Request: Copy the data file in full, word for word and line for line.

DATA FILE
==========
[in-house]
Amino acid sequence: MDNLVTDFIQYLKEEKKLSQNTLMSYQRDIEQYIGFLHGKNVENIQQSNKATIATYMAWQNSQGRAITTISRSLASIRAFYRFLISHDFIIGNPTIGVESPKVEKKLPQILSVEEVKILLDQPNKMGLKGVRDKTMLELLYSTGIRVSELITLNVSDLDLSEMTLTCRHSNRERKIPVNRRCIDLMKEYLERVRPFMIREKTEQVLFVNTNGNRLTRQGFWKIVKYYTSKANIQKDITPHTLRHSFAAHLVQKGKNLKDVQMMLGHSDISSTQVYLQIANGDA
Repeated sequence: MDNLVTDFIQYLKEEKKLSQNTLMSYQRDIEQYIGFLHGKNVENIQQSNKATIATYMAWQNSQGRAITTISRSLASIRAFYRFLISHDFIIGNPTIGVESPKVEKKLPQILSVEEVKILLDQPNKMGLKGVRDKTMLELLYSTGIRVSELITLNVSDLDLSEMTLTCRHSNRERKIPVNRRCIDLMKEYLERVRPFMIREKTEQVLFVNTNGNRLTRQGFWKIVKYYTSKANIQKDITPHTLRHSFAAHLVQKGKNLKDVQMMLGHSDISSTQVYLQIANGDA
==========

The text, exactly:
[in-house]
Amino acid sequence: MDNLVTDFIQYLKEEKKLSQNTLMSYQRDIEQYIGFLHGKNVENIQQSNKATIATYMAWQNSQGRAITTISRSLASIRAFYRFLISHDFIIGNPTIGVESPKVEKKLPQILSVEEVKILLDQPNKMGLKGVRDKTMLELLYSTGIRVSELITLNVSDLDLSEMTLTCRHSNRERKIPVNRRCIDLMKEYLERVRPFMIREKTEQVLFVNTNGNRLTRQGFWKIVKYYTSKANIQKDITPHTLRHSFAAHLVQKGKNLKDVQMMLGHSDISSTQVYLQIANGDA
Repeated sequence: MDNLVTDFIQYLKEEKKLSQNTLMSYQRDIEQYIGFLHGKNVENIQQSNKATIATYMAWQNSQGRAITTISRSLASIRAFYRFLISHDFIIGNPTIGVESPKVEKKLPQILSVEEVKILLDQPNKMGLKGVRDKTMLELLYSTGIRVSELITLNVSDLDLSEMTLTCRHSNRERKIPVNRRCIDLMKEYLERVRPFMIREKTEQVLFVNTNGNRLTRQGFWKIVKYYTSKANIQKDITPHTLRHSFAAHLVQKGKNLKDVQMMLGHSDISSTQVYLQIANGDA